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Long hours culture harmful to health, say London chefs

27 April 2017 by
Long hours culture harmful to health, say London chefs

More than two-thirds (69%) of London chefs say the ‘work until you drop' culture of professional kitchens is impacting their health.

That's according to a survey by Unite, which urged the hospitality industry to move away from the long hours culture.

The survey found that 79% of respondents said that they have had an accident or near miss due to fatigue.

Almost half (44%) of chefs polled said they worked between 48 and 60 hours a week and more than half (51%) said that they suffer from depression as a result of being overworked.

Nearly a third (27%) said they drink alcohol to see them through their shift.

Unite said that is now standard practice for employers to include an automatic ‘opt-out' of the 48-hour a week rule under the Working Time Regulations in workers' contracts. The union said the clause is often hidden, with workers unaware that they have opted-out.

The survey results were released the results ahead of Workers' Memorial Day tomorrow (Friday 28 April) when a candlelit vigil will be held in memory of chefs around the world that have died or been injured at work.

These include Nathan Laity, who died in 2010 from blood poisoning caused by untreated tonsillitis. He had worked 14 hours a day for 27 days without a break.

"The motto of International Workers' Memorial Day is ‘remember the dead and fight for the living'," commented Unite regional officer Dave Turnbull.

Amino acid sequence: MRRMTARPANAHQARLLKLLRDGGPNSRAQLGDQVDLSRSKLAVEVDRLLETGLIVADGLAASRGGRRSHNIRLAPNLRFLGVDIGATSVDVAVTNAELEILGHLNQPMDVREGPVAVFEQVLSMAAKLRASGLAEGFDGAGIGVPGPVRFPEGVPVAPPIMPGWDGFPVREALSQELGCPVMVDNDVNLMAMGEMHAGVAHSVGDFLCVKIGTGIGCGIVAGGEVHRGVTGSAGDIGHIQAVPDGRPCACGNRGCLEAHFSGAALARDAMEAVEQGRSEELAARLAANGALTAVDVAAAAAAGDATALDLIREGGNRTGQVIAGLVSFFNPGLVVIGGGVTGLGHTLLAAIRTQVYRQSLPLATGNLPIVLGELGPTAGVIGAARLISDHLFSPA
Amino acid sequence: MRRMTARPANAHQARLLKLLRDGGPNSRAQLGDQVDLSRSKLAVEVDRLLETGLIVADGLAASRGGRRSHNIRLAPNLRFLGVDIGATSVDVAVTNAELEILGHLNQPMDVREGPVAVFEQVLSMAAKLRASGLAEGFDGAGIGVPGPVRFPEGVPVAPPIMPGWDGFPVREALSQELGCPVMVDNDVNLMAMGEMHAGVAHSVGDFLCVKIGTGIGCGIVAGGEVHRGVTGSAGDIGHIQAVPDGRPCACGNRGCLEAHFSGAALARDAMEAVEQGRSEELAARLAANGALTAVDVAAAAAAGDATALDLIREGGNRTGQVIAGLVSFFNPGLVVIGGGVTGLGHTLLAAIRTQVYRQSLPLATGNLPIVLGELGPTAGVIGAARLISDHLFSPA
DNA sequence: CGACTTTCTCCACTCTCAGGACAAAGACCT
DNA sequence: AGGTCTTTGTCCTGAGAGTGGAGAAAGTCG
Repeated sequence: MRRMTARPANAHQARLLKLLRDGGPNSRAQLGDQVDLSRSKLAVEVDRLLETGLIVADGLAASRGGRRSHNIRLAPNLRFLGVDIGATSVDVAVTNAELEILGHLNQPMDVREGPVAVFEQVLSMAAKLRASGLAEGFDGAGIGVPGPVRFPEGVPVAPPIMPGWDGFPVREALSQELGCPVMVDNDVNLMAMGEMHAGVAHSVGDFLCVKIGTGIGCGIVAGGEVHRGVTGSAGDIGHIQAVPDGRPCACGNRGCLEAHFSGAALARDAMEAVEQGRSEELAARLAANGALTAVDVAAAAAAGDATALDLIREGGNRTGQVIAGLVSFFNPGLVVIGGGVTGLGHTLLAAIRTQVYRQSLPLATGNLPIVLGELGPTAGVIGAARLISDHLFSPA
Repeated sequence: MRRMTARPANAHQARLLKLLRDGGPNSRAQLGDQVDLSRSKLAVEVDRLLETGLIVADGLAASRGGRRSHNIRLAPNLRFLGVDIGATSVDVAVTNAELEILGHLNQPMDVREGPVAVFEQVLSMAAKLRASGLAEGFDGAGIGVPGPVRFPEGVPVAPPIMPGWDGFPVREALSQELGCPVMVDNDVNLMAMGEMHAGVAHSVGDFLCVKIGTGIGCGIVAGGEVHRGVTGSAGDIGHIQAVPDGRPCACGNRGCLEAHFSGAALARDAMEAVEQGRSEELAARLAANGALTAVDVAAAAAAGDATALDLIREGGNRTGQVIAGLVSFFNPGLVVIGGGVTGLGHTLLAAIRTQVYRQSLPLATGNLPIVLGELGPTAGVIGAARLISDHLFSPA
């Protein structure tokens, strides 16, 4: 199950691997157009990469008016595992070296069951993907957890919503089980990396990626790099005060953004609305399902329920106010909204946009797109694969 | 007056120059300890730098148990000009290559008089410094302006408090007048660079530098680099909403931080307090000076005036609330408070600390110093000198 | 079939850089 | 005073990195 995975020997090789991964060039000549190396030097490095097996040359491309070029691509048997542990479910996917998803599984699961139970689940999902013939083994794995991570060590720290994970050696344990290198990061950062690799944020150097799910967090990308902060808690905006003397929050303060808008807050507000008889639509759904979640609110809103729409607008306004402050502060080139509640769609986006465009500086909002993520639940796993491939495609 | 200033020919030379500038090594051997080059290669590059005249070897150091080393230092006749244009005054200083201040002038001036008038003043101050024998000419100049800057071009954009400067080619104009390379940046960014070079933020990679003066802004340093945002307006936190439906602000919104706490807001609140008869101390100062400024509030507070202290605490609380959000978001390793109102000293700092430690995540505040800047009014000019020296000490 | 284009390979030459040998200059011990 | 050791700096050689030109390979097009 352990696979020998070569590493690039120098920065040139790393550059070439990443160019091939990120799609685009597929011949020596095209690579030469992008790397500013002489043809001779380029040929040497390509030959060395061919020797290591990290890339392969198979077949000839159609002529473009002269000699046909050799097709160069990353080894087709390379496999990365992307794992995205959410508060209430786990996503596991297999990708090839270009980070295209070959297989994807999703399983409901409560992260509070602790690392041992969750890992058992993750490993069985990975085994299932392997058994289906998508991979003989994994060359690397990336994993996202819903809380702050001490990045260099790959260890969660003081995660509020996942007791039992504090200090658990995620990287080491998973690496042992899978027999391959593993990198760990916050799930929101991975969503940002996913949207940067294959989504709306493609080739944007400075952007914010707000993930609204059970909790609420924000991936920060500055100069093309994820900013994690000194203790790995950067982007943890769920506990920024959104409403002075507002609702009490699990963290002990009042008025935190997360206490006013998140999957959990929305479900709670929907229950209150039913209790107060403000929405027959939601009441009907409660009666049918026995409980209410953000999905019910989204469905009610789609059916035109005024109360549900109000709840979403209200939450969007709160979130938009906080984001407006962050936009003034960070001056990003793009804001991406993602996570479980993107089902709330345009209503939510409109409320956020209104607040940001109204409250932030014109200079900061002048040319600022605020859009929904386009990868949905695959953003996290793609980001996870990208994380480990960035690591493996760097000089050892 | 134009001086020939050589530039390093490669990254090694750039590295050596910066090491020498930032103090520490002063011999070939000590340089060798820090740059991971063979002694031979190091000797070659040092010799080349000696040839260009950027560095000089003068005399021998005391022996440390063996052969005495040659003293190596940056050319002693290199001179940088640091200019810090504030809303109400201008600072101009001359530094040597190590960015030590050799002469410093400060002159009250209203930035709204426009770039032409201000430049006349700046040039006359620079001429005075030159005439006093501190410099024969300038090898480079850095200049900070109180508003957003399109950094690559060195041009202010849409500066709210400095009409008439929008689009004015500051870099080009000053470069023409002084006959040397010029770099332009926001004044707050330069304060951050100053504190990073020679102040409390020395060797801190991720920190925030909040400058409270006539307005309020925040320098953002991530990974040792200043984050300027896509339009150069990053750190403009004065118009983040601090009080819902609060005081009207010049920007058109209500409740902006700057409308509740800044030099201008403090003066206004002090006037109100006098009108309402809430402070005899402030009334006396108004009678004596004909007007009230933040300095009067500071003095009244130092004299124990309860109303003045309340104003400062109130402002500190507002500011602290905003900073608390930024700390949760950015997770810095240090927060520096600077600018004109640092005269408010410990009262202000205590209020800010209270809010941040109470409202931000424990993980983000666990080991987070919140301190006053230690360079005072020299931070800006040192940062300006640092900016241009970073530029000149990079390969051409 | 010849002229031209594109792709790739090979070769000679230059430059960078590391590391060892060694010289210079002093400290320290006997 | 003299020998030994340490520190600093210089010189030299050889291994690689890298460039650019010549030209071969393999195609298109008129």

"In fighting for the living we will be calling on the industry to end the long hours' culture.

"Every worker deserves to return home from work healthy and safe every day. But for many chefs working in the UK hospitality industry, the profession's notorious long hours' culture and relentless pressures are taking a damaging toll on their mental, physical and emotional wellbeing."

Turnbull said the industry needs to move away from excessive working hours because it is harming people and driving talented chefs away from the profession.

"It can start by encouraging employers to apply the Working Time Regulations in full, including dropping the automatic opt-out of the 48 hour a week limit in workers' contracts," he added.

"After the general election, the next government must commit to carrying out an immediate review into the 86% cut in health and safety inspections by local authorities since 2013, because without inspections there is no one asking these questions."

Hospitality ‘only has itself to blame' for recruitment crisis >>

Hospitality leaders hit back at Guardian article which highlights poor treatment of staff >>

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